A touching story, fun but unchallenging puzzles and charming graphics make The Gardens Between a perfect game “for the whole family.”

The Gardens Between is a game about friendship in its purest, most innocent form.

It’s a journey through the memories of two childhood friends, turning even the smallest of moments into a beautiful puzzle for you to solve and experience. Each memory appears as an island the two kids walk through as if revisiting a once familiar place.

Best Friends Forever

The story of Arina and Frendt is a typical one you might have gone through yourself. It follows the lives of these two kids from the first moments of their friendship – a friendship that transforms even the most mundane days and activities into an adventure.

The story, minimalist as it is, can be very touching at times, and I think everyone can relate to it at some level. However, it is also very predictable. It’s obvious what’s going on from the very first scene, and you can easily tell what the ending is going to bring. It doesn’t matter though, because, as if often the case, the journey is way more important than the destination.

I love how the game uses the kids’ everyday lives to give each level a unique look with its own puzzles to overcome. One level is inspired by the kids’ field trip to a museum and features a giant dinosaur skeleton you need to climb, while another is based on an excursion down the sewer in search of a lost jacket.

The Gardens Between review: sewer level

There are more than a few genuinely beautiful moments throughout the game. It manages to perfectly capture the feeling of what friendship can mean to a child, and the good times and tests it provides.

Speaking of tests, let’s take a look at the game’s main feature: its puzzles.

Be Kind, Please Rewind

Contrary to what I was expecting when I started playing The Gardens Between, you don’t play as one of the kids. You take control of time itself, moving it backward and forward with a tap on the analog stick.

While this isn’t the first game to use time manipulation to solve puzzles, it still uses it in creative and sometimes delightful ways.

It’s surprising how many different puzzles the developers at The Voxel Agents managed to squeeze out of this seemingly simple, and frankly worn concept. Each level offers distinct challenges, and they don’t repeat themselves too often.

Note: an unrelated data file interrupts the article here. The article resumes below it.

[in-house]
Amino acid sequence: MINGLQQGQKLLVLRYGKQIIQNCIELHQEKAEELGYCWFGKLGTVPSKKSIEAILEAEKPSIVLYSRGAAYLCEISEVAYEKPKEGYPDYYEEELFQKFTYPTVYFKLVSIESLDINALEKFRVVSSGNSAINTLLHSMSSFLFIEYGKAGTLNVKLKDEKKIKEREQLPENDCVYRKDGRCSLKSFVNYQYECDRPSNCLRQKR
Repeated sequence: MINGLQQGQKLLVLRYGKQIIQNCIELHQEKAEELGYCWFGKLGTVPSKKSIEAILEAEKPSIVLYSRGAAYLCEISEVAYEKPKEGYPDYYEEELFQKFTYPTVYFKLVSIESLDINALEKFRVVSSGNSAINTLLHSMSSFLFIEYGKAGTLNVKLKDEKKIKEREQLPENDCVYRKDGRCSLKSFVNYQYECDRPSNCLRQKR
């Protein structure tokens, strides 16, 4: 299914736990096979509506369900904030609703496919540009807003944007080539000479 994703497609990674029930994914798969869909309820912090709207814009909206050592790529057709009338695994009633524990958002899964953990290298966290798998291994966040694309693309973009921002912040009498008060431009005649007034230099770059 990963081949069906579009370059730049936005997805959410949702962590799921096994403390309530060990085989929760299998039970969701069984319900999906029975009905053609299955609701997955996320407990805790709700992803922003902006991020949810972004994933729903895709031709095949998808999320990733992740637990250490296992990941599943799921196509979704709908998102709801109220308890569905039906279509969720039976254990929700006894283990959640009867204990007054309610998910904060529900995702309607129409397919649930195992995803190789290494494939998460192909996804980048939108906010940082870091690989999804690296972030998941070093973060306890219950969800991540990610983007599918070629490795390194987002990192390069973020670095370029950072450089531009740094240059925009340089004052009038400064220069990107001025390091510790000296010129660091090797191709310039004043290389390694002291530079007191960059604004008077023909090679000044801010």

The Gardens Between review: saw puzzle

This is primarily thanks to the fact that time only affects where things are at any given moment, but not their state. When you move time backward, everything goes back to where it was, even the kids, but nothing reverts to its previous state. That is the key to solving the majority of the game’s puzzles.

A cool example early on comes in the form of a giant saw cutting through a plank. If you keep moving time back and forth, the saw slides down and back up again, but the wood doesn’t “regenerate,” so after a few taps, the plank falls, creating a bridge.

Child’s Play

The Gardens Between doesn’t get a lot more complicated than that, for better or worse. Experienced gamers won’t find any real challenge throughout the game, as it is clearly aimed at players of all ages. That means it can be laughably easy at times.

The game is absolutely more concerned about taking you through the story and the experience than offering any real challenge.

The Gardens Between review: together forever

There are a handful of exceptions that do require you to plan a few steps ahead or to be more precise with your actions, but these are fairly rare. Even then, there is no way to lose, and you can never get stuck, so as long as you don’t give up, you’ll get there eventually. This is great for a young audience, or those looking to chill with a few well-made and nice-to-look-at puzzles, but seasoned gamers might get bored quickly.

You can breeze through everything is a couple of hours if you know what you’re doing, and there’s little to no reason to replay it. It does feel like the game could have been longer; There’s still a lot more the dev could have explored, and the ending feels a bit arbitrary. However, it never wears out its welcome, so that may be a good thing.

Creating Beautiful Memories

Even if your time with The Gardens Between is short, it’s still memorable. The graphics have that classic indie quality to them, meaning they’re relatively simple, but always beautiful.

The Gardens Between review: charming graphics

Every level has a unique look, and there are a few that really stick with you, whether it’s thanks to the visuals or a particularly fun and creative puzzle.

I enjoyed my time with The Gardens Between, but I suspect it was mostly because I played with my spouse, who loves puzzles but isn’t much of a gamer. It really is a great game to play with “the whole family” even though it doesn’t technically have a co-op mode.

Passing the controller around between levels and solving them together is a fun experience, but one that might be a little boring without at least one friend at your side.

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